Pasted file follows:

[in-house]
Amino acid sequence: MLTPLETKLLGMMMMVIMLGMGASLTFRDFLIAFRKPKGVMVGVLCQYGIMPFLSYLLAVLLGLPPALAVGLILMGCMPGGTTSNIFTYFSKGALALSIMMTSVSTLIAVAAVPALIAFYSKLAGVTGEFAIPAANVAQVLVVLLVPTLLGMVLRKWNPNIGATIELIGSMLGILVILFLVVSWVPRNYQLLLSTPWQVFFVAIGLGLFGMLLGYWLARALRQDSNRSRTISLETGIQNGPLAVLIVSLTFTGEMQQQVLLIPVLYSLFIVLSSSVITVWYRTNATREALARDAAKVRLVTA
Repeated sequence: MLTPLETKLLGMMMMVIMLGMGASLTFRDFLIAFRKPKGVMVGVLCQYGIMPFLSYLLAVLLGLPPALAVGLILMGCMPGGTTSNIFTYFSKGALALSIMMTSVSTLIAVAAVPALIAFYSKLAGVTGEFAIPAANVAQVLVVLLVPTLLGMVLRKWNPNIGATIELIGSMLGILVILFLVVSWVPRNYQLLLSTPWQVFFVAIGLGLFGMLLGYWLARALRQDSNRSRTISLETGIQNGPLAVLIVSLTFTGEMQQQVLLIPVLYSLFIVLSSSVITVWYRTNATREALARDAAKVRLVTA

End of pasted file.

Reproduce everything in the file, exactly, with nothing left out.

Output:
[in-house]
Amino acid sequence: MLTPLETKLLGMMMMVIMLGMGASLTFRDFLIAFRKPKGVMVGVLCQYGIMPFLSYLLAVLLGLPPALAVGLILMGCMPGGTTSNIFTYFSKGALALSIMMTSVSTLIAVAAVPALIAFYSKLAGVTGEFAIPAANVAQVLVVLLVPTLLGMVLRKWNPNIGATIELIGSMLGILVILFLVVSWVPRNYQLLLSTPWQVFFVAIGLGLFGMLLGYWLARALRQDSNRSRTISLETGIQNGPLAVLIVSLTFTGEMQQQVLLIPVLYSLFIVLSSSVITVWYRTNATREALARDAAKVRLVTA
Repeated sequence: MLTPLETKLLGMMMMVIMLGMGASLTFRDFLIAFRKPKGVMVGVLCQYGIMPFLSYLLAVLLGLPPALAVGLILMGCMPGGTTSNIFTYFSKGALALSIMMTSVSTLIAVAAVPALIAFYSKLAGVTGEFAIPAANVAQVLVVLLVPTLLGMVLRKWNPNIGATIELIGSMLGILVILFLVVSWVPRNYQLLLSTPWQVFFVAIGLGLFGMLLGYWLARALRQDSNRSRTISLETGIQNGPLAVLIVSLTFTGEMQQQVLLIPVLYSLFIVLSSSVITVWYRTNATREALARDAAKVRLVTA